Patricia Krenwinkel was denied parole for the 13th time on Thursday for her role in a murder spree more than 40 years ago.


-- Patricia Krenwinkel, a Charles Manson follower who went on a string of murders more than 40 years ago, was once again denied parole on Thursday, California prison officials said.

Krenwinkel, 63, was convicted of seven counts of first-degree murder for her involvement in the 1969 killing spree.

Thursday was the 13th time she had been in front of the parole board, and she is up for parole review again in seven years.

Krenwinkel was initially sentenced to death in the slayings. But her sentences were automatically commuted to life in prison when the Supreme Court briefly struck down the nation's death penalty laws in 1972.

One of the people murdered was actress Sharon Tate, who was eight months pregnant.

Tate's sister, Debra Tate, was at the hearing and said Krenwinkel has never written a letter of apology to her family and the only time she hears Krenwinkel express remorse about the killings is during her parole hearings.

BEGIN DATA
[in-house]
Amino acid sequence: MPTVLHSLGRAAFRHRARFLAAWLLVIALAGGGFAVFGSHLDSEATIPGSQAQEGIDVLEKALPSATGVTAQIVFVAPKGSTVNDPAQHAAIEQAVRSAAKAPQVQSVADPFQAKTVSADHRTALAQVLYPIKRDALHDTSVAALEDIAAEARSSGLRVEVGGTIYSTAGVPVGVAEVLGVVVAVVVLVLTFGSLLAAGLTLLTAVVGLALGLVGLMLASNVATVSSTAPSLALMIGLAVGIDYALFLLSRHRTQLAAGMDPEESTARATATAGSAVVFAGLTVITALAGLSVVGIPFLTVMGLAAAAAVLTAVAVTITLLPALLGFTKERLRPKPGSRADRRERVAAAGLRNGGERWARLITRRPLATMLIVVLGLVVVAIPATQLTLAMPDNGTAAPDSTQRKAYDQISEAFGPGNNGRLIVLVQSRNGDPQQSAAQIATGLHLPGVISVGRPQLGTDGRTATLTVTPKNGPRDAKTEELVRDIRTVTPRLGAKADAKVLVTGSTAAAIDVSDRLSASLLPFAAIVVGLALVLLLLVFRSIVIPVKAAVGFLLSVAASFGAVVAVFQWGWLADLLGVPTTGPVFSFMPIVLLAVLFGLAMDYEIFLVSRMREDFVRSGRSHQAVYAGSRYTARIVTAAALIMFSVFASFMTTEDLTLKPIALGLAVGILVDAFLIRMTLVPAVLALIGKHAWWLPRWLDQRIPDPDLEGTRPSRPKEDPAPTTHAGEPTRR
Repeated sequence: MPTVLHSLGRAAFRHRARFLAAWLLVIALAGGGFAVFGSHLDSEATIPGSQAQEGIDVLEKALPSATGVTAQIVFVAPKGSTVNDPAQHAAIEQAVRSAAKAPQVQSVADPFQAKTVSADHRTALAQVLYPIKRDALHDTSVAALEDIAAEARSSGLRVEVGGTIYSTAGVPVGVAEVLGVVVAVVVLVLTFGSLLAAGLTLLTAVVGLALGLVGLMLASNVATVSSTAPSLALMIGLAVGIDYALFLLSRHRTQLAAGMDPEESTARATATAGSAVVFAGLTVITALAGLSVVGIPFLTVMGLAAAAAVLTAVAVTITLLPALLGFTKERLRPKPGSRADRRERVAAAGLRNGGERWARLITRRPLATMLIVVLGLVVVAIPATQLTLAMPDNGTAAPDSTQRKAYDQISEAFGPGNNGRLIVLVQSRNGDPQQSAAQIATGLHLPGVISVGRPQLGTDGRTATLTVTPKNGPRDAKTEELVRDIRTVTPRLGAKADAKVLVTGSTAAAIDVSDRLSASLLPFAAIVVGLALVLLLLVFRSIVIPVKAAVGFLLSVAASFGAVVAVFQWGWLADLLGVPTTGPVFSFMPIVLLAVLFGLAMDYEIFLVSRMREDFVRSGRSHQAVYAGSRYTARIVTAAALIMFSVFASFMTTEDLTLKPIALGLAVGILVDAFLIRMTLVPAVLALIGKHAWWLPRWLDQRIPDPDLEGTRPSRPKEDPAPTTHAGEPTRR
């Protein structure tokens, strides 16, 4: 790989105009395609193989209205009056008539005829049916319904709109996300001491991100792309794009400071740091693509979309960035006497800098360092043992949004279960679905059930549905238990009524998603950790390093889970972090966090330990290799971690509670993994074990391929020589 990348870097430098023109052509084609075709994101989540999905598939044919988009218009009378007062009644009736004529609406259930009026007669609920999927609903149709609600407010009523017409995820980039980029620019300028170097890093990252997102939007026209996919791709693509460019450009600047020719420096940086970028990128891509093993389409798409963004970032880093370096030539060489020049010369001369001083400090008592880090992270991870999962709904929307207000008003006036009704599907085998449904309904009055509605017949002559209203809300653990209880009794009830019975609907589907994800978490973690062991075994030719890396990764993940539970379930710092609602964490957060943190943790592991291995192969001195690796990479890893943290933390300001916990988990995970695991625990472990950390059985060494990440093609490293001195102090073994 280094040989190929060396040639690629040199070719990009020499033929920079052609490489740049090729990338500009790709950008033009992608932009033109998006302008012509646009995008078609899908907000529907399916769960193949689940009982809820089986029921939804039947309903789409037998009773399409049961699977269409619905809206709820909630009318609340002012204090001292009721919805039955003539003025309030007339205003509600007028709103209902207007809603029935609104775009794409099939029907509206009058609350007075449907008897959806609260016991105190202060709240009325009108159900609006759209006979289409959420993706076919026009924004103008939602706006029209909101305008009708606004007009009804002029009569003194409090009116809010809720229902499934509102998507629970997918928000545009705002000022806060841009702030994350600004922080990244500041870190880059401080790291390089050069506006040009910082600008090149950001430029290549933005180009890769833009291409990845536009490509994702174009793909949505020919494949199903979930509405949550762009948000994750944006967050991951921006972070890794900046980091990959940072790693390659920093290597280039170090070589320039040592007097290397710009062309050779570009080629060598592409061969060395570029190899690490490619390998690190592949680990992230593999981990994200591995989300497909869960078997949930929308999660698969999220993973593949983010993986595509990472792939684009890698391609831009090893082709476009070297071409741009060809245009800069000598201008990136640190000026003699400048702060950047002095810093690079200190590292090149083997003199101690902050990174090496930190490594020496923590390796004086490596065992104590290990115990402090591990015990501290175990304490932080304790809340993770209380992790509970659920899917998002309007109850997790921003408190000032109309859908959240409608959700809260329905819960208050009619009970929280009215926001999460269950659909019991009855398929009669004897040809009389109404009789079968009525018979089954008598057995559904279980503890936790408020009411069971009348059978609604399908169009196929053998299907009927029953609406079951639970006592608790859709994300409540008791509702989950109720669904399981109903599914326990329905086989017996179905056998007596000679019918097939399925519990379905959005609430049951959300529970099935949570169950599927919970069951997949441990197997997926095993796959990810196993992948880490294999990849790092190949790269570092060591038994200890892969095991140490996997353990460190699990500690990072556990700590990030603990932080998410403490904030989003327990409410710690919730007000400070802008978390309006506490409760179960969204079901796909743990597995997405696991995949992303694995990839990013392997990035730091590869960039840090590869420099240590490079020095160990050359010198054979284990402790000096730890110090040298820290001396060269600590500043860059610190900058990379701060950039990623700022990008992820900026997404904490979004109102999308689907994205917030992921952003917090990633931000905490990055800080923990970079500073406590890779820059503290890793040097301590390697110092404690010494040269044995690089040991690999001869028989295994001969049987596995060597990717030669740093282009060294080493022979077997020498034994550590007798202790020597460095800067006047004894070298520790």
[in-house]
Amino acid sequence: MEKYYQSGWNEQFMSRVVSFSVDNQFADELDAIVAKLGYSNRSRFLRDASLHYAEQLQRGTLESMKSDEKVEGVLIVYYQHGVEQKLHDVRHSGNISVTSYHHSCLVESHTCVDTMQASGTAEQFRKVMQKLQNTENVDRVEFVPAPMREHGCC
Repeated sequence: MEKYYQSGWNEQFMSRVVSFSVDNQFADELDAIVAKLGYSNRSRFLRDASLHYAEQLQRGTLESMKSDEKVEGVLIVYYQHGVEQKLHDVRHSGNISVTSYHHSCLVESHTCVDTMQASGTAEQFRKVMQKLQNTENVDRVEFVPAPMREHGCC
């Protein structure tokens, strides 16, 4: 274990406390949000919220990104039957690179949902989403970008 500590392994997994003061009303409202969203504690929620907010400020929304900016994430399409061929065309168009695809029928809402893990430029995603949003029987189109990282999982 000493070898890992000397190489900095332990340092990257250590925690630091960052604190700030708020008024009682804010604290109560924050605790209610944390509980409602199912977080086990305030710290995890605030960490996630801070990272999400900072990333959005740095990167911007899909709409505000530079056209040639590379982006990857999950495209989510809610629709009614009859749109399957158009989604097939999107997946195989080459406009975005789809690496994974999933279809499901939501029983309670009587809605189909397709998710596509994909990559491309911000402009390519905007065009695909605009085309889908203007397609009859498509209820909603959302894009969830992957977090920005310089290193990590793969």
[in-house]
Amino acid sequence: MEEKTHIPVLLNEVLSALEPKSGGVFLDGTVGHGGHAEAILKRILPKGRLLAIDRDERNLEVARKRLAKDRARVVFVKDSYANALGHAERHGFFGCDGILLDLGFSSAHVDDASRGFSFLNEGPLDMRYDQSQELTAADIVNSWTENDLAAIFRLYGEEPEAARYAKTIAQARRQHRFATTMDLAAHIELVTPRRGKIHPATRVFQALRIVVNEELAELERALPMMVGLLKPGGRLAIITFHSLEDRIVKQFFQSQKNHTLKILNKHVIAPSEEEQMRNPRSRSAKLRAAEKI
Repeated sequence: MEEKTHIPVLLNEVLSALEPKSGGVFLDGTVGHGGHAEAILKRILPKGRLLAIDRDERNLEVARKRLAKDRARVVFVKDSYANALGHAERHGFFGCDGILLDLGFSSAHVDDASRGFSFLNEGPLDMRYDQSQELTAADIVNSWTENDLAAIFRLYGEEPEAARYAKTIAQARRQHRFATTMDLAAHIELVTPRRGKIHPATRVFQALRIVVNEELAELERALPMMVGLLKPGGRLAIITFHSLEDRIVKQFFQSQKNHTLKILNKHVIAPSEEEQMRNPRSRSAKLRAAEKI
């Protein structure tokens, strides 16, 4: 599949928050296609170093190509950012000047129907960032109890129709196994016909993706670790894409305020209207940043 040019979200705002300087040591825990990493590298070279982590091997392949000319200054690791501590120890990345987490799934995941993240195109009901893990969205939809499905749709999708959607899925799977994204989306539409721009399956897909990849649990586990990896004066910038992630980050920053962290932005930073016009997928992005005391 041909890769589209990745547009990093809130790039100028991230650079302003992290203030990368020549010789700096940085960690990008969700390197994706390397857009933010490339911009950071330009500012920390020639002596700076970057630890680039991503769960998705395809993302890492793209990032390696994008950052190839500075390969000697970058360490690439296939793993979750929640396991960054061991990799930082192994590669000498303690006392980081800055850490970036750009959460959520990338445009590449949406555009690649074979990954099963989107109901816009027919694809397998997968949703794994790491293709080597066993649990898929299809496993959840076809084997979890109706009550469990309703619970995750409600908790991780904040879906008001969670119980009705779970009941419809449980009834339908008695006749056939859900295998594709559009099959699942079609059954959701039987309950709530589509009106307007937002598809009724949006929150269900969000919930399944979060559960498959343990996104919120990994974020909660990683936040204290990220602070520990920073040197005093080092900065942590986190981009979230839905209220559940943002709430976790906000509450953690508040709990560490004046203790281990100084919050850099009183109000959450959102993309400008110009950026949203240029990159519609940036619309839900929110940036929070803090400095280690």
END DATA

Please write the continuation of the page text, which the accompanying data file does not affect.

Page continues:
"I don't buy it. I personally don't buy it," said Tate, as she stared at the gray-haired inmate. "I want to believe the human condition is capable of change. I believe in the possibility of reform. But I know what I am looking at, and I don't see it here."

Krenwinkel spoke tearfully during the hearing.

"I'm just haunted each and every day by the unending suffering my participation in murder has caused the family and friends of my victims. The enormity of the grief I caused fills me with intense sorrow," she said.

Seven people were killed during the two-day rampage by Krenwinkel and other followers of Manson in August 1969. The crew led by Manson's call to create an apocalyptic race war inflicted 169 stab wounds and seven .22-caliber gunshot wounds on the victims.